It turns out that entertainment is quite a serious business, and if you don’t believe us, just ask the people over at Time Warner, who rule over an entertainment empire covering anything from comic books through television all the way to grand scale movies, with revenue approaching $30 billion, a net income of nearly $4 billion and over 25,000 employees and investment in Time warner binary options trading can lead to very real profits, unlike those you see in movies.

The roots of Time Warner are nearly a century old, as Time magazine was first published in 1923, and was the first weekly news magazine in the US, while 1927 brought about the release of the very first “talkie” or talking movie by Warner Brothers, which was one of the biggest movie studios at that time.

While both companies continued expansion at varying paces they each took hold on a variety of areas, Warner Brothers expanded to television with the 1975 launch of HBO – the first network to use satellite broadcasting (the first time it did so was the infamous 1975 match between Ali & Frazier, dubbed “the thrilla in manila”) and later to networks such as Nickelodeon, MTV and CNN, it also served to revolutionize the TV business with its “superstation” concept where a single station would broadcast its content to affiliates in other locations across the country.

Warner also continued to produce movies, also acquiring in the process a few comic book companies, most notably DC, which allowed Warner to later produce movies based on some of the best known characters from the DC universe.

The merger of the two companies was announced in early 1989 but did not take effect until early 1990 due to legal battles waged about it.

Advances and purchases followed throughout the 90’s, anything from amusement parks (six flags) to other TV stations, but the biggest, and perhaps worst did not take place until 1999 and into 2000-2001.

The mid-90’s explosion of the internet caused the quick ascension of many tech based companies; one of those premier services at the time was AOL which was not only an internet service provider but also owned multiple sites and web based companies, most of which required some sort of subscription fee, AOL gained massive popularity in a very small time frame, and used that popularity to begin the purchase of Time Warner, however, the bursting of the Internet bubble in 2001-2002 left AOL share prices hitting the bottom of the barrel, and following a particularly awful earnings report for the 2002 financial year (the company had lost nearly $100 billion, the largest loss reported by any company at that time.) crashing down from a total worth of $226 billion to $20 billion.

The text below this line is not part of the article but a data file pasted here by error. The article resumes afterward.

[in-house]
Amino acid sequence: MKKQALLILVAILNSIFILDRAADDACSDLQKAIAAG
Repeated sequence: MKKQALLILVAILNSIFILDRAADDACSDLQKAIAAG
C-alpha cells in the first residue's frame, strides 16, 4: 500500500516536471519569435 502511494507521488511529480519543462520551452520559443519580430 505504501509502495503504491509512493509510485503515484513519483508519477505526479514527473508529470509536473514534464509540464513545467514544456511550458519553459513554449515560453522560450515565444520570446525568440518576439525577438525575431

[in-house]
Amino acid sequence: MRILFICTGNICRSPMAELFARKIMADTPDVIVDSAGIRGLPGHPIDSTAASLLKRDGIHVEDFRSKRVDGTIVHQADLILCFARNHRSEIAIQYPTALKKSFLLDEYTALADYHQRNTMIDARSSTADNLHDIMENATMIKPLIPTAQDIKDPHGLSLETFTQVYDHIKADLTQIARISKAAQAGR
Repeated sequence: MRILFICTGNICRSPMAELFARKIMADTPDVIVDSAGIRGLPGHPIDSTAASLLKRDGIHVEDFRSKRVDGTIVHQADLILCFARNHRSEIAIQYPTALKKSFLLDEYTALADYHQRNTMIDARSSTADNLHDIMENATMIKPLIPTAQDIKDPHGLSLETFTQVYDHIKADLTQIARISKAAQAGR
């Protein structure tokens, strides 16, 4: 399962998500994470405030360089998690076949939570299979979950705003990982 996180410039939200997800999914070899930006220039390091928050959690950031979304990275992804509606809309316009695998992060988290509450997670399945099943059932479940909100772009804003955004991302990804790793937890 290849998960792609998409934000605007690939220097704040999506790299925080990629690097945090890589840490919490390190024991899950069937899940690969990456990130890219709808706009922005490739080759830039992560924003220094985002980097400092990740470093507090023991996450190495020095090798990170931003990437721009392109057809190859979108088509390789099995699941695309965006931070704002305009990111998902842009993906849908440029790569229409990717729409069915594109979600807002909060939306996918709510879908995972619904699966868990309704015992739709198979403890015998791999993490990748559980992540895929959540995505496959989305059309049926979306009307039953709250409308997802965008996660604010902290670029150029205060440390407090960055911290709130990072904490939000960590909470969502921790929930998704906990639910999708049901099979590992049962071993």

The AOL crash caused massive shifts in the corporate structure of AOL-Time Warner and eventually resulted in AOL being absorbed into Time Warner as one of its subsidiary divisions, and the AOL name stricken from the company title.

Time warner currently has 3 main divisions that share various aspects of its portfolio – HBO which also has its sister service Cinemax are two of the biggest premium cable services on the planet, Turner broadcasting is home to CNN and many other cable stations as well as coverage of multiple sports and Warner Brothers produces a variety of TV shows and movies each year.

With such a massive presence in entertainment, with all its aspects, an investment in Time Warner binary options is not imaginary, but what should one be on the lookout for?

Time Warner has long had a reputation for having a quick trigger finger when it comes to reactions to bad bottom lines, TV shows are cut off if ratings are not satisfactory, and movie budgets are often cut or sometimes scrapped all together if their outlook is not positive, massive firings have also been known to take place on occasion because of poor financial outlook, so make sure you keep an eye out on Time warner’s bottom line.

If you manage to invest smartly in Time Warner binary options your future profits might not be a major movie production, but you can certainly afford a few more months of that HBO subscription…